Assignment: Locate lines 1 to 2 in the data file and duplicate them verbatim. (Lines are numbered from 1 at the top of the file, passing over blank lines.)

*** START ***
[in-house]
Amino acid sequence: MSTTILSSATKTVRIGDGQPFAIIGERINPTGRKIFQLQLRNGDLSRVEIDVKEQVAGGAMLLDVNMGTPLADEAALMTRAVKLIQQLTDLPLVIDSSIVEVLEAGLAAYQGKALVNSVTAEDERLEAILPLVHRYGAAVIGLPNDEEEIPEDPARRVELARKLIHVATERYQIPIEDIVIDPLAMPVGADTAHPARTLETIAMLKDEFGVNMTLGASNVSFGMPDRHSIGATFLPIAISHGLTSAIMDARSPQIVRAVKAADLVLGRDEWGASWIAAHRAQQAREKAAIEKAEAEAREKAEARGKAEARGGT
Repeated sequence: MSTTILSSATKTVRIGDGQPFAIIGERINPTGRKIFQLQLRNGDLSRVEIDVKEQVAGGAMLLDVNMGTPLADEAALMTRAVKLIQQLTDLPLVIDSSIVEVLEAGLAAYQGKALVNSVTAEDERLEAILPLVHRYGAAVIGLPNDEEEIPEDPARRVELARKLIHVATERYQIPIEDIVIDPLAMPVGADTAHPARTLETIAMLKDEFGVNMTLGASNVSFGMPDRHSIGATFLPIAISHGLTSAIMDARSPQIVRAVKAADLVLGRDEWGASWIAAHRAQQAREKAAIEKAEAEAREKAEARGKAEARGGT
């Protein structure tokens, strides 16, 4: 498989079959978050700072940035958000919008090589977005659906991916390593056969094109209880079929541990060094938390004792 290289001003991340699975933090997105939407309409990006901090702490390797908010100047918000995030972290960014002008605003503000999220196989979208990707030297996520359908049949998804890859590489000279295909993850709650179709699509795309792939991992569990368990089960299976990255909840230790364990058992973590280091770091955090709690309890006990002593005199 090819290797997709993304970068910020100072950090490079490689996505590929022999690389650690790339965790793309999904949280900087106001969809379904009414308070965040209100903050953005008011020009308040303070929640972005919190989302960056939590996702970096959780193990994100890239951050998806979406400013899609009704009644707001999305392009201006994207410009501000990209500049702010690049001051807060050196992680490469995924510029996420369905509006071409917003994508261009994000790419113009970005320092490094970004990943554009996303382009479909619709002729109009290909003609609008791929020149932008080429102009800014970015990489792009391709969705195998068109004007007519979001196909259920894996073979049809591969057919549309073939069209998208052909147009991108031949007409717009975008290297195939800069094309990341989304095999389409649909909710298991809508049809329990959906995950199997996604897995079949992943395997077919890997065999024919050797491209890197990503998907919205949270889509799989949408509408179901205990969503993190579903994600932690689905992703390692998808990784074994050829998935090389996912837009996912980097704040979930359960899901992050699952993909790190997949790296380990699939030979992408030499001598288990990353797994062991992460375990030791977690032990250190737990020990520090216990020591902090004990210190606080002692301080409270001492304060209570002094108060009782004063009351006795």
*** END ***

[in-house]
Amino acid sequence: MSTTILSSATKTVRIGDGQPFAIIGERINPTGRKIFQLQLRNGDLSRVEIDVKEQVAGGAMLLDVNMGTPLADEAALMTRAVKLIQQLTDLPLVIDSSIVEVLEAGLAAYQGKALVNSVTAEDERLEAILPLVHRYGAAVIGLPNDEEEIPEDPARRVELARKLIHVATERYQIPIEDIVIDPLAMPVGADTAHPARTLETIAMLKDEFGVNMTLGASNVSFGMPDRHSIGATFLPIAISHGLTSAIMDARSPQIVRAVKAADLVLGRDEWGASWIAAHRAQQAREKAAIEKAEAEAREKAEARGKAEARGGT